PaulB and others have told us two things:

    1. Torture does not work as a means of extracting evidence.

    2. It is wrong to deport Abu Qatada to Jordan to face trial on the basis that evidence against him may have been obtained by torture.

    OK, whatever on the deporting Qatada business, I’m glad we now all agree that torture can be used to obtain information from terrorists after all!

  44. No Mr Worstall we do not have the Law, that is English law which Thomas Moore and Master Roper well knew, we have an alien law imposed on us over which we have no control and do not recognise as law.

    A situation which many of our ancestors shed their blood to prevent.

  45. If Mr Cameron and this apparent majority want to ditch the ECHR then let him and them make the argument in the usual way. If he can persuade enough people in Parliament to agree, we can be out of the ECHR. This isn’t some scheme imposed on us by a foreign force. We can leave whenever we want.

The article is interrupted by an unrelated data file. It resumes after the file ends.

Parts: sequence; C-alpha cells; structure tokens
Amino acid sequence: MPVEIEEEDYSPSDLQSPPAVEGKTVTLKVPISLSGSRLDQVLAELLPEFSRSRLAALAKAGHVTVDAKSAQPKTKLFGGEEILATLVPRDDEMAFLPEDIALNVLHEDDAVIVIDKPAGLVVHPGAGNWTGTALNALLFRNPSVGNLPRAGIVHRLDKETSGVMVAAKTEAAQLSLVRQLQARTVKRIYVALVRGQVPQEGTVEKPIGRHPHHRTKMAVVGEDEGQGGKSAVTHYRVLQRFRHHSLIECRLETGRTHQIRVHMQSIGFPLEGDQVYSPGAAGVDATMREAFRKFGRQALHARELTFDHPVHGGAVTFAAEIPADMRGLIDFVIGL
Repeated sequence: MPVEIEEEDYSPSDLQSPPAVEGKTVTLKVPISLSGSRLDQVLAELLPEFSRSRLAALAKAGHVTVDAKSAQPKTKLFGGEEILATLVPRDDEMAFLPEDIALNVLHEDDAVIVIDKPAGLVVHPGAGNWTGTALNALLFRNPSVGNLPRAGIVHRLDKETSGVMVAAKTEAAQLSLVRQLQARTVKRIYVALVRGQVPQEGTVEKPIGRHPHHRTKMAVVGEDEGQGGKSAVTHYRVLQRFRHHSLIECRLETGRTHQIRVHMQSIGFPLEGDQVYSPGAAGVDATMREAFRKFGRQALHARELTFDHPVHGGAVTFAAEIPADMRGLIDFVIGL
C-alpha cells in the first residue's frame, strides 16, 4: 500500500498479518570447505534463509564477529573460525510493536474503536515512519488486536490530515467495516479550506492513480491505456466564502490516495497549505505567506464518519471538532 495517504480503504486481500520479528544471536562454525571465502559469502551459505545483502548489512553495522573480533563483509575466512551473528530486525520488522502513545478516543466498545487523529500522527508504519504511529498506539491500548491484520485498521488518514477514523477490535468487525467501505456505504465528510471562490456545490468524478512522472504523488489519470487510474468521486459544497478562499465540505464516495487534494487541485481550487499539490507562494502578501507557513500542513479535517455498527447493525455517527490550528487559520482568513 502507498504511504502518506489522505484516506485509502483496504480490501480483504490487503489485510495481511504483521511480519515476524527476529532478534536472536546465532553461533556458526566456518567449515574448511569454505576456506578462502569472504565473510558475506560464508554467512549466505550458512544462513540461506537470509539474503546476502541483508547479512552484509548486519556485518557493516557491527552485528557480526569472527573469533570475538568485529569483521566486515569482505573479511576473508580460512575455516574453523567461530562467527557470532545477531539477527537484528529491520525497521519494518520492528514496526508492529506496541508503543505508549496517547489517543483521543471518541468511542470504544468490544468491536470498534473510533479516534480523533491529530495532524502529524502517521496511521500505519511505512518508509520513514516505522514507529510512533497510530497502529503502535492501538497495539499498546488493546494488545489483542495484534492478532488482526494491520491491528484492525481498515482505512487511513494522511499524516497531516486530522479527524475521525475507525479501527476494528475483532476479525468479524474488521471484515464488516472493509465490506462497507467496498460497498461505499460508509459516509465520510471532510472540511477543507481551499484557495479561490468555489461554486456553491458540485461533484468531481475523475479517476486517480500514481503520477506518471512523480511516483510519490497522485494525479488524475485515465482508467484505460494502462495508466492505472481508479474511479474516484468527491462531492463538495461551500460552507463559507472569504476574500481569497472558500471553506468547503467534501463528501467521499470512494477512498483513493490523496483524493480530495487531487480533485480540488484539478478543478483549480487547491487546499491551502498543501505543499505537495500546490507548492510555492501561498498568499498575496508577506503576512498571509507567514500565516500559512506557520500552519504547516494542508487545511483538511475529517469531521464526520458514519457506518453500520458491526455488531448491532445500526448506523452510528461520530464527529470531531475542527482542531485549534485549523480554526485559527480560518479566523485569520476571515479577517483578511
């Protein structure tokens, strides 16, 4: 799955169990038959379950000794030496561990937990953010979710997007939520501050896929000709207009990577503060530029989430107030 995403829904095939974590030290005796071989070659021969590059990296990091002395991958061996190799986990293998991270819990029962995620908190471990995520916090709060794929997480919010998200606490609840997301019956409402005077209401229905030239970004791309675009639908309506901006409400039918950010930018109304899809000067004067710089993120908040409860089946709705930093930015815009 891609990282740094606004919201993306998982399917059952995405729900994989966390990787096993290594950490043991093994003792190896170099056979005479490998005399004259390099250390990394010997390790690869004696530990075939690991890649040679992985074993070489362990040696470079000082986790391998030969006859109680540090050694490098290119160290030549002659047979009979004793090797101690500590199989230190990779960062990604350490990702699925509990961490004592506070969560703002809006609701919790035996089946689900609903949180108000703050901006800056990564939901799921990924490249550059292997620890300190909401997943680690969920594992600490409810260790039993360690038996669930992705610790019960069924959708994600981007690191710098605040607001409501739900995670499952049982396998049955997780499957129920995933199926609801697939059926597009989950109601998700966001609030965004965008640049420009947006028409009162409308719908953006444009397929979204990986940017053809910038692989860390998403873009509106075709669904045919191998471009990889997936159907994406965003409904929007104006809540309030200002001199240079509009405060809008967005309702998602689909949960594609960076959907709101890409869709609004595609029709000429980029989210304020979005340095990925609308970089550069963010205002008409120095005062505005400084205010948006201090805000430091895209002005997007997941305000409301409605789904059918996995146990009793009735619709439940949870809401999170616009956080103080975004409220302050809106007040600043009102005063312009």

Enough of the victim complex people. Anyone would think Tim’s readers were all from Liverpool.

  46. Interested: That’s feeble even for you. No one denies that if you torture someone into giving you names of fellow plotters, they will usually give you names. And the more you torture them, the more names you will get. Hundreds of names if you like, thousands even.

  47. I love the idea of rules from which we can temporarily withdraw if we don’t like the outcome.

    I’ll try using it on the ref at my next five-a-side.

  48. Ah – you’re saying this evidence is not really evidence at all. Those crazy Jordanians – why go to the trouble of torturing people if all they’re going to get is fake names? They could just pick them at random from the phone book. I expect Qatada doesn’t know any jihadis anyway.

  49. The pertinent rules are elucidated by non-foreign judges here, in this judgement from a non-foreign court, the Court of Appeal (at the Royal Courts of Justice, the Strand, London, UK):